At the height of the coronavirus pandemic, one of the most dangerous places to be is in jail
MIAMI, FL – Recently in federal court, Advancement Project National Office, Community Justice Project, Inc., Civil Rights Corps, GST LLP, and Dream Defenders filed a lawsuit against Miami Department of Corrections calling for the release of vulnerable people inside the city’s jail and arguing that Miami’s Metro West Detention Center is risking the lives of everyone inside because of their deliberate indifference illustrated by their failure to respond to the threat of COVID-19.
This lawsuit seeks the immediate release of all medically vulnerable people from the Metro West Detention Center. For those who remain in the jail, the lawsuit asks a federal judge to order the City of Miami and Metro West jail to immediately adopt the comprehensive measures outlined by the Center for Disease Control to protect the safety and health of those people inside the jail.
“Metro West is a petri dish for the coronavirus. People are crammed together in dorm-style bunks, 60 people to a cell, without access to the basic things that we have on the outside. They have no hand sanitizer, no gloves, no ability to distance. On top of that, there are broken toilets and sinks, and dirty bathrooms with standing water,” said Maya Ragsdale, a movement lawyer with Dream Defenders. “We’re seeing throughout the country, from Chicago to New York City, that COVID-19 spreads like wildfire in jails. This is a ticking time bomb and officials in Miami must act now to release as many people as possible from cages.”
“I am trying my best to take care of myself during this pandemic, no different from you, no different from any other human being. But it’s impossible to do that at this jail. The cell is filthy and we have no access to hygiene products. Today [on April 3rd] I had to make a mask out of my yellow sock and an elastic string from my catheter bag. We are crowded together with no space between us,” said Anthony Swain, a 43-year-old man with paraplegia and cystic myelomalacia who is incarcerated in a medical unit at Metro West Detention Center. “Corrections treats us like we are the scum of the earth, like we don’t deserve protection.”
On a typical day, jails provide inadequate health care and are places that cause serious harm to the people confined there. Now, at the height of the coronavirus pandemic, the stakes are heightened.
“The prospect of a COVID-19 outbreak in Miami-Dade jails is a horrifying but imminent eventuality if we don’t take swift action to demarcate jails like Metro West, which continues to hold 1,820 people to this day. Failure to act would amount to a death sentence for some of the people held there, especially those who are medically vulnerable and practically incapable of protecting themselves from contracting the virus due to the conditions of the jail,” said Meena Jagannath, Co-Founder of Community Justice Project, a local non-profit justice legal organization supporting campaigns for racial justice and human rights.
If people incarcerated in the Metro West were to become infected with COVID-19 and the virus were to spread rapidly, many of the people incarcerated there would require urgent care, overwhelming the capacity of Miami’s Health Services and exacerbating the death toll and the risks to all involved. Swift action at the federal, state, and local levels will prevent the spread of COVID-19 inside prisons, jails, and detention centers, while having an enormous impact on the wellness of the rest of the country.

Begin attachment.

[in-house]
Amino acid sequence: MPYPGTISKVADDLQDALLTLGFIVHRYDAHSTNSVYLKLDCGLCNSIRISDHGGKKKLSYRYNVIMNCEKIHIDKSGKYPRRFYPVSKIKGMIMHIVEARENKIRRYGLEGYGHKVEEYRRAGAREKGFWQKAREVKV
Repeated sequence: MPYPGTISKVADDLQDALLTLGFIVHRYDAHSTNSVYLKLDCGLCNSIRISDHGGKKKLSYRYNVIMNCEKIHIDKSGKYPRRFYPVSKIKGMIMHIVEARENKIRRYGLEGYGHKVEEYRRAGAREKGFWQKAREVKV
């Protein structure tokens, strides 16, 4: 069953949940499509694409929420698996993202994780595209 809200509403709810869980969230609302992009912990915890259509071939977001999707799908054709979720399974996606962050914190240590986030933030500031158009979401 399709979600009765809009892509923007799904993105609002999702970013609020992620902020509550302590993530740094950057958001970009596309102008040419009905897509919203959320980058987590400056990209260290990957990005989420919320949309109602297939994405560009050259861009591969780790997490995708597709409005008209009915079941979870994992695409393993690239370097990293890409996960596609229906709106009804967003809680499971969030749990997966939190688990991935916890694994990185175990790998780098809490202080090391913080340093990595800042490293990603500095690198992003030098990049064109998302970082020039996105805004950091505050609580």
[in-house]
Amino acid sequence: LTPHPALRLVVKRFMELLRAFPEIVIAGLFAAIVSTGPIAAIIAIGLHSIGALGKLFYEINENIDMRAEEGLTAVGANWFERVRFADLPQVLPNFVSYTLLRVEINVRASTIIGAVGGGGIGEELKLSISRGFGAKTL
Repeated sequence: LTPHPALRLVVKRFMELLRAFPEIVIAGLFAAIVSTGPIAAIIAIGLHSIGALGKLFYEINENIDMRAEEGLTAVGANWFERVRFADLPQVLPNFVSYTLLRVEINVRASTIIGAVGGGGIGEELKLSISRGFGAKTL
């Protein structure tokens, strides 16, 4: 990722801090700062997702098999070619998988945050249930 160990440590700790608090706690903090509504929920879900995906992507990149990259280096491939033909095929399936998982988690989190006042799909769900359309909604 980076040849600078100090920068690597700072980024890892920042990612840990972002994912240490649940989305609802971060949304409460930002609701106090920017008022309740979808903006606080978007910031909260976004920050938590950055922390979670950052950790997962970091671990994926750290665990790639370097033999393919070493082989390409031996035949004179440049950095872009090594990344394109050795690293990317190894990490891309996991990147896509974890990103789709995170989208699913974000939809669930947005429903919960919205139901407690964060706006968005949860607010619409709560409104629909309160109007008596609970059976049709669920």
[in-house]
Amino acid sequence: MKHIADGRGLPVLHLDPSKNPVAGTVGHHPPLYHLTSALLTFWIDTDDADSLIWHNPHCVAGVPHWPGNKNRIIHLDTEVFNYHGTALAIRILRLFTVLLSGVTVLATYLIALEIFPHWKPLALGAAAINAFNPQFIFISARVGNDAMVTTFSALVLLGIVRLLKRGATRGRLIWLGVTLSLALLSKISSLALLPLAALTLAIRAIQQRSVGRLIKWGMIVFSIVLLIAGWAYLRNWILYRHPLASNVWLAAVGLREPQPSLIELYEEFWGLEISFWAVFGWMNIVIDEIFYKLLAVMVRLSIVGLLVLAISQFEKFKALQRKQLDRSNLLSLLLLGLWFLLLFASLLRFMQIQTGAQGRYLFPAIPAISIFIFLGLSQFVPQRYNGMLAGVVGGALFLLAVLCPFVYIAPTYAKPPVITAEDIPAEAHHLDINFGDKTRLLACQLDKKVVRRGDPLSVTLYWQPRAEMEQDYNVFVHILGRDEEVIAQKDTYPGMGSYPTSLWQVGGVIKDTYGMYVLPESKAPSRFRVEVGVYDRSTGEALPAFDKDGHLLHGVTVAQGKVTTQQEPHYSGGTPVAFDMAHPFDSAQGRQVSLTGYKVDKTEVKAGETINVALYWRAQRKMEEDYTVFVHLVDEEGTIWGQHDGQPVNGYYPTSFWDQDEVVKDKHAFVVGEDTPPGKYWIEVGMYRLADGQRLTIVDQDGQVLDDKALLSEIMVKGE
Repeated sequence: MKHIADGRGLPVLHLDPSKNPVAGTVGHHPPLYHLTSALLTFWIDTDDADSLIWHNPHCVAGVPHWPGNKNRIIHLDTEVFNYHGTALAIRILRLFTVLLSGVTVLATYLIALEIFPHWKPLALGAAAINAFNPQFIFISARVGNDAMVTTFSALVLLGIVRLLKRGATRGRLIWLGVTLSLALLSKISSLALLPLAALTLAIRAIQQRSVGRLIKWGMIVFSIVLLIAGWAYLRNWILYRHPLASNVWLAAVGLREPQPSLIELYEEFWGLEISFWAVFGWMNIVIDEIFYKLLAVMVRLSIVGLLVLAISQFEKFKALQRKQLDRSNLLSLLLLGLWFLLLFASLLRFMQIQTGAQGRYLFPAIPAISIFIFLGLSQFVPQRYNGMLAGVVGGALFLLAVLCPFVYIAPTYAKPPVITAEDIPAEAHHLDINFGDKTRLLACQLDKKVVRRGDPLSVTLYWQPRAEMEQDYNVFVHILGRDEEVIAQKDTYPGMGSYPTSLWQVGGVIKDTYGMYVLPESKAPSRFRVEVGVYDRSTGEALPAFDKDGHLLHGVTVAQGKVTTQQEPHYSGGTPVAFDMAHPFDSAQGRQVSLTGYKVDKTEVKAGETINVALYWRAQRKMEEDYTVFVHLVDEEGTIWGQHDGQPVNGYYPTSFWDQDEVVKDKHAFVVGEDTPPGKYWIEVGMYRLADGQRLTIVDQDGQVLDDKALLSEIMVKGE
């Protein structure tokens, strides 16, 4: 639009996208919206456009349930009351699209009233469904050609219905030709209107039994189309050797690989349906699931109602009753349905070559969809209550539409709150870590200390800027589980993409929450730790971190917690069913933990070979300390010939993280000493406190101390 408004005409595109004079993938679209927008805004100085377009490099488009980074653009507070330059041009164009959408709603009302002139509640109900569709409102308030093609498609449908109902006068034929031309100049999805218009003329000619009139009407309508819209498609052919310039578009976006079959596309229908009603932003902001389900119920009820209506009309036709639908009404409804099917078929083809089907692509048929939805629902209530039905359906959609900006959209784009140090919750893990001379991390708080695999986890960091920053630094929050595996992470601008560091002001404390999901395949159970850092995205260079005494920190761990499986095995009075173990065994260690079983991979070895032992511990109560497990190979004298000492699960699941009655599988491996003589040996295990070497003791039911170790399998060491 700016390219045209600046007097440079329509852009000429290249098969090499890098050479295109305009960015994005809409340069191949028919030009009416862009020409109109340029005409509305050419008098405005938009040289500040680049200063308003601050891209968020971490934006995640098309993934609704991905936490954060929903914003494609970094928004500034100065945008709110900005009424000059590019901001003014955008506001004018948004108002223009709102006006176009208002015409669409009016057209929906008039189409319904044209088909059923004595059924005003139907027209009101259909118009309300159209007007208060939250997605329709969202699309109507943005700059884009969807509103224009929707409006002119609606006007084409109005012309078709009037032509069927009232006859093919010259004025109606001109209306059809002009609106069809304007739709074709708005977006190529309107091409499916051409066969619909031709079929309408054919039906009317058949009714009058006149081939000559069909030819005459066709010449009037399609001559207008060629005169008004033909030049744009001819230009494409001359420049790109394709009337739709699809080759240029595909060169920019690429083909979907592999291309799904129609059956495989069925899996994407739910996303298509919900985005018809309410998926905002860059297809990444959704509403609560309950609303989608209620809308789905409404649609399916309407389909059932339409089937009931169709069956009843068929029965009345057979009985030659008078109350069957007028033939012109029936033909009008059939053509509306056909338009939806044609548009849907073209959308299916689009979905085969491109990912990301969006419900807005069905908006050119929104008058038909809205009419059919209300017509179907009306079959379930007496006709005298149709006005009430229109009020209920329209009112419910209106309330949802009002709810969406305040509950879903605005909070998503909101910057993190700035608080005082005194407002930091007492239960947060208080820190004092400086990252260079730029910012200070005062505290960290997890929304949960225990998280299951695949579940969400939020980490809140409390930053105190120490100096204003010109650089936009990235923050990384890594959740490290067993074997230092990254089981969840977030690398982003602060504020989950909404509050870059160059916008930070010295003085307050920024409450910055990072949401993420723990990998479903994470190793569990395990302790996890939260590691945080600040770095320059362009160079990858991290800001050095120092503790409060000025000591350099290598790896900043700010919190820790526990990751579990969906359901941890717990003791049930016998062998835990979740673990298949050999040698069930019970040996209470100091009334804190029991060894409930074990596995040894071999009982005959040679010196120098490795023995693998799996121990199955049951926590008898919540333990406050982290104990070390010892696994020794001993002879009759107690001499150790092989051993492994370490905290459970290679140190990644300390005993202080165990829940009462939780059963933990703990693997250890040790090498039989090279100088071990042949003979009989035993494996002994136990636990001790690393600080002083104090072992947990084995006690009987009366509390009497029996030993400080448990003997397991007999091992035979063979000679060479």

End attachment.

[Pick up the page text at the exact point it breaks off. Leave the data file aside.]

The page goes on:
Thomas B. Harvey, Justice Project Director at Advancement Project National Office, explains that, “Judges have the power to protect public safety in the COVID-19 pandemic by releasing as many people as possible. We know that jails are incapable of providing adequate healthcare in general, let alone during an outbreak like we’re seeing today. People in the jail, those who work there, and the general public are at greater risk if we leave people inside than if we let them return home.”
“Based on everything we know, and everything we have seen so far, COVID-19 presents a serious risk to incarcerated people and once in the jail, will spread viciously,” said Alex Twinem, attorney for Civil Rights Corps. “Releasing people from cages is the fastest way to stop this crisis. Crowded conditions and close living quarters make following the CDC’s social distancing guidelines impossible. Ensuring people in jail have what they need for proper hygiene is also essential. Without action, it is only a matter of time before a catastrophic outbreak.”
Quinn Smith, managing partner for GST LLP, said, “We are honored to support our long-time partners, Community Justice Project, as well as the Advancement Project National Office and Civil Rights Corps, in this fight. We stand in solidarity with these organizations and with those who are currently incarcerated under clearly substandard conditions.”
In efforts to heavily pressure local and state governments to release people immediately, Advancement Project National Office and Dream Defenders have created advocacy tools as a call to action for #FreeAndSafe communities.
Advancement Project National Office is working with grassroots organizations as part of a national campaign to shine a light on the country’s reliance on incarceration and get communities to re-imagine public safety. In the case of this legal action, it is important to remember that people are released from jail every day to start again in society. This is no different.